Britain's interdependence policy and Anglo-American cooperation on nuclear and conventional force provision, 1957-1964.
Chapter One describes Britain's nuclear and conventional defence policy towards the United States
during 1957-1959. Britain's nuclear policy during these years was based on reconciling British
independence with Anglo-American cooperation and cost effectiveness. The British government
reduced Britain's conventional forces, but Britain's force strength In Europe had to be adjusted as
the Americans began to support calls for a build-up of conventional forces in Europe. Chapter Two
deals with Macmillan's policies on SKYBOLT, POLARIS and the NATO MRBM force during 1960.
The British government was keen on getting both missiles from the Americans, aiming at a deal that
would leave Britain with a maximum degree of independence for her deterrent. The Eisenhower
Administration's support for SACEUR's NATO MRBM force proposals thwarted British attempts to
get POLARIS. Chapter Three describes Macmillan's attempt at reconciling Britain's nuclear
cooperation with the United States with British offers of military cooperation with France during
1961-1962. Such options were considered in order to prevent Britain's deterrent from being
subsumed within a multilateral force. An Anglo-French nuclear alignment was one possible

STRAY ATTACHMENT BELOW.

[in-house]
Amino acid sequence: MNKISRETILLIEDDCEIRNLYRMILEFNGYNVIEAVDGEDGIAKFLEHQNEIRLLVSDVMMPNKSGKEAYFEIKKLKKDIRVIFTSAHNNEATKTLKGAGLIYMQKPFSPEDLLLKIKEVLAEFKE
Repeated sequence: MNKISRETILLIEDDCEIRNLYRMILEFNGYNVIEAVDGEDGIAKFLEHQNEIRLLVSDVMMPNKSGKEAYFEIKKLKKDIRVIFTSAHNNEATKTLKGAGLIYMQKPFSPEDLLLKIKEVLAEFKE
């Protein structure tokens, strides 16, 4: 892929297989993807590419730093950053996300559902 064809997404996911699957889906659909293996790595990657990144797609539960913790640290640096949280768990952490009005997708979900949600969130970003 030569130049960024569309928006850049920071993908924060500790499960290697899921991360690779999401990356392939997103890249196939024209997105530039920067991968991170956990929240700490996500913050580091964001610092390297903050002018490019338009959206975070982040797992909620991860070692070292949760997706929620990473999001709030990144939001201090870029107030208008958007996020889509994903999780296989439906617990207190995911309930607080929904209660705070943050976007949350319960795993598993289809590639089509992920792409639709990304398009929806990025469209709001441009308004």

alternative to a more obvious example of alliance interdependence, a NATO nuclear force backed
by the United States. In Chapter Four Britain's efforts to reduce her conventional forces during the
years 1960-1962 are discussed. These efforts coincide with American pressure to build up
conventional forces in Europe in the wake of the Berlin crisis. Anglo-American discussions over the
conventional force strength issue culminated in the Nassau meeting of December 1962. The general
British debate on future commitments and deployments overshadowed the coordination of efforts
with the Americans on conventional forces overseas. Chapter Five describes Britain's nuclear
relationship with the United States in the aftermath of Nassau. This centred on the drafting of a
POLARIS Sales agreement and finding some common ground on the NATO multilateral force issue.
On the former, the British position was challenged by American efforts at renegotiating the Nassau
agreement. On the latter, the British government was divided over if and to what extent it should
cooperate with the Americans on the MLF. The US Administrations under Kennedy and Johnson
were only half-hearted in their support for the mixed manned multilateral force. Macmillan
meanwhile remained hesitant about suggestions to embark upon a nuclear rapprochement with
France. Chapter Six follows Britain's attempt to reach a decision on commitments and conventional
force deployments during the years 1963-1 964. Members of the British government were inclined
to look at the division of defence tasks between Brita n and the United States in areas outside NATO
as another form of Anglo-American interdependence at work. During Douglas-Home's premiership,
Britain's role in out-of-NATO areas assumed greater significance.